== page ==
Sierra Leone

Following its brutal civil war, which ended in 2002, Sierra Leone was one of the poorest countries in the world, with an average life expectancy of just 41 years. During the decade that followed, the country took major strides to improve governance and was one of the most improved countries in the Mo Ibrahim Index over the period.

However, progress remains fragile, as the social and economic consequences of the 2014-16 Ebola outbreak and the collapse in demand for the country’s principal mineral exports have shown. The speed and resilience of Sierra Leone’s development and poverty reduction journey will be determined in major part by the effectiveness of its government.

Working together to run the Ebola 117 call centre in Freetown, Sierra Leone. 


Tony Blair is an old friend to us in Sierra Leone dating back to the days when he was Prime Minister. Indeed, he helped us at a time when we needed it most. It is gratifying to note that he and his team are still with us providing advice to deal with the many challenges that we face.”

Ernest Bai Koroma Former President of Sierra Leone

Our team helped President Koroma’s government to introduce a Free Healthcare Initiative for pregnant and breastfeeding women and children. Before the Ebola crisis, this programme doubled the number of women giving birth in hospital, and saw recorded deaths among children treated for malaria fall by more than 80%.

Our work with the Ministry of Agriculture helped the government to push through agricultural reforms, which doubled rice yields in parts of the country and built 900km of new roads to provide farmers with better access to markets.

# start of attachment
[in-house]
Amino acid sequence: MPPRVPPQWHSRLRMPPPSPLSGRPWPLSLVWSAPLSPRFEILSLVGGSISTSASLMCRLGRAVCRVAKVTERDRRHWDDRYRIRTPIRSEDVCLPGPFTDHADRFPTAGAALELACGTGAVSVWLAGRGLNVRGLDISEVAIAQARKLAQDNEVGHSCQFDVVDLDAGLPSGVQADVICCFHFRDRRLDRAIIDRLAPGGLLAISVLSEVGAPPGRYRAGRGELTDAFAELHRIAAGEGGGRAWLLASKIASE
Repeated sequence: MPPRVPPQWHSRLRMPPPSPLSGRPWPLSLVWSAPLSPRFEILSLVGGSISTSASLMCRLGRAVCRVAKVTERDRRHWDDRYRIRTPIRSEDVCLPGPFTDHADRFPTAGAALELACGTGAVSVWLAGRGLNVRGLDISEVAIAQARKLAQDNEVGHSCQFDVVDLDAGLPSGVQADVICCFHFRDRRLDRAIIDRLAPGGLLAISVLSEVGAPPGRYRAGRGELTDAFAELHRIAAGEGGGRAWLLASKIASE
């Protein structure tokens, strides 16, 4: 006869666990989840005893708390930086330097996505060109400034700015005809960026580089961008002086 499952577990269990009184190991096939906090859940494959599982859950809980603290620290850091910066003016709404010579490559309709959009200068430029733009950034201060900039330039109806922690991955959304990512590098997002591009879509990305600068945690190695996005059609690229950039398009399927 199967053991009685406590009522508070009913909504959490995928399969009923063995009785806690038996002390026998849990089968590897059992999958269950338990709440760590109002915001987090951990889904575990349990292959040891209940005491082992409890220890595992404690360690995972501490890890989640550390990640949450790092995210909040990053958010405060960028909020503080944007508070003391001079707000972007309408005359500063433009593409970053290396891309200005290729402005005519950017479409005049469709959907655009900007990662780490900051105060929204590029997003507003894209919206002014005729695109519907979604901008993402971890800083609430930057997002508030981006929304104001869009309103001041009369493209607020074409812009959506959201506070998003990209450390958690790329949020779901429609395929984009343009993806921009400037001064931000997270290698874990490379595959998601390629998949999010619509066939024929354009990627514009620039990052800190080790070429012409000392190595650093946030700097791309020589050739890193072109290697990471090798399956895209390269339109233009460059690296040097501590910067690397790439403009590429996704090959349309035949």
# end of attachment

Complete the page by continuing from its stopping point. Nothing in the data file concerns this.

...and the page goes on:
When Sierra Leone’s deepest crisis for years struck in 2014, our team supported the Government’s efforts to fight the Ebola outbreak. To deal with this shock, as well as the collapse in mineral exports, in the aftermath, we supported the government to develop a Recovery Plan to restore basic services and stimulate economic growth.

Our team of embedded advisors is also working shoulder to shoulder within a range of line ministries supporting the delivery of government priorities.

From 2015, we have helped the Delivery Unit coordinate and monitor the implementation of this plan with the Chief of Staff to the President, applying lessons learned from the crisis to assist the recovery. Working at the centre of government, we supported the Office of the President to strengthen cross-government coordination and performance management. Our team of embedded advisors has been working shoulder to shoulder within a range of line ministries, including:

  • The Ministry of Finance and Economic Development, on its internal reform process, improving prudent fiscal policy and financial reform of the energy sector;
  • The Ministry of Energy, on increasing Sierra Leoneans’ access to electricity by improving distribution networks and sustainably increasing on- and off-grid generation capacity;
  • The Ministries of Trade and Agriculture, on improving the competitiveness of 1,000 small and medium sized businesses and creating 10,000 jobs by mid-2017 in key agricultural value chains; and
  • The Ministry of Health and Sanitation, on rolling out a national programme to improve maternal and child health through training and deploying 15,000 Community Health Workers nationwide.

On Wednesday 4th April 2018, a new President was sworn in, following Presidential elections.  President Julius Maada Bio is currently organising himself and his team to lead the country over a 5-year term and the Tony Blair Institute is in discussions about continuing our support to the government and people of Sierra Leone under the stewardship of the Bio Administration.

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